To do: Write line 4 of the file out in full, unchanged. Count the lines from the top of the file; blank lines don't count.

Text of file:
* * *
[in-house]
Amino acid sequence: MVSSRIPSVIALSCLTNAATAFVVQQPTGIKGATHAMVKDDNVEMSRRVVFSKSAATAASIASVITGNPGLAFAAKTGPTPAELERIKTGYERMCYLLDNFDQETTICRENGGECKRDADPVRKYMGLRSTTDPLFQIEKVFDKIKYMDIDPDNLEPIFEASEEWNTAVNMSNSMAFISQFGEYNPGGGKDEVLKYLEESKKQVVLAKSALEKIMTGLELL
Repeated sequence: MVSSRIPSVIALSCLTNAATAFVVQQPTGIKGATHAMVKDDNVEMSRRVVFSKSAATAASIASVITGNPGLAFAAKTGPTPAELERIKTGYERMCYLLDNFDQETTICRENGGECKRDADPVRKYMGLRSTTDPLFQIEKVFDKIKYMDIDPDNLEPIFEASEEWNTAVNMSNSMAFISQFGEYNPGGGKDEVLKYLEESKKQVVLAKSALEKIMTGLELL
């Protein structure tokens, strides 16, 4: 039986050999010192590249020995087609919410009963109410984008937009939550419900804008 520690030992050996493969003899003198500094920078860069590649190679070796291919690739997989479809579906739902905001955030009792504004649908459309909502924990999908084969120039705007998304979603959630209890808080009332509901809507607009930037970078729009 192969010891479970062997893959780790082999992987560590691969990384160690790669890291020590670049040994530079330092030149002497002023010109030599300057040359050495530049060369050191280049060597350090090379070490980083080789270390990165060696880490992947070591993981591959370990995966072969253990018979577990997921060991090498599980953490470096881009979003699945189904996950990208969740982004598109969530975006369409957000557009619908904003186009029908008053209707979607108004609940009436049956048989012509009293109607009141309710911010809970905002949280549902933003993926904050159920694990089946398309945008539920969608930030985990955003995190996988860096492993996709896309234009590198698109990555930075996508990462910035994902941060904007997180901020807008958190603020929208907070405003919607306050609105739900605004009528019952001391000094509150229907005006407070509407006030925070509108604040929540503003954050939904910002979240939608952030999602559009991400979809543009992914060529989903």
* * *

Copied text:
């Protein structure tokens, strides 16, 4: 039986050999010192590249020995087609919410009963109410984008937009939550419900804008 520690030992050996493969003899003198500094920078860069590649190679070796291919690739997989479809579906739902905001955030009792504004649908459309909502924990999908084969120039705007998304979603959630209890808080009332509901809507607009930037970078729009 192969010891479970062997893959780790082999992987560590691969990384160690790669890291020590670049040994530079330092030149002497002023010109030599300057040359050495530049060369050191280049060597350090090379070490980083080789270390990165060696880490992947070591993981591959370990995966072969253990018979577990997921060991090498599980953490470096881009979003699945189904996950990208969740982004598109969530975006369409957000557009619908904003186009029908008053209707979607108004609940009436049956048989012509009293109607009141309710911010809970905002949280549902933003993926904050159920694990089946398309945008539920969608930030985990955003995190996988860096492993996709896309234009590198698109990555930075996508990462910035994902941060904007997180901020807008958190603020929208907070405003919607306050609105739900605004009528019952001391000094509150229907005006407070509407006030925070509108604040929540503003954050939904910002979240939608952030999602559009991400979809543009992914060529989903």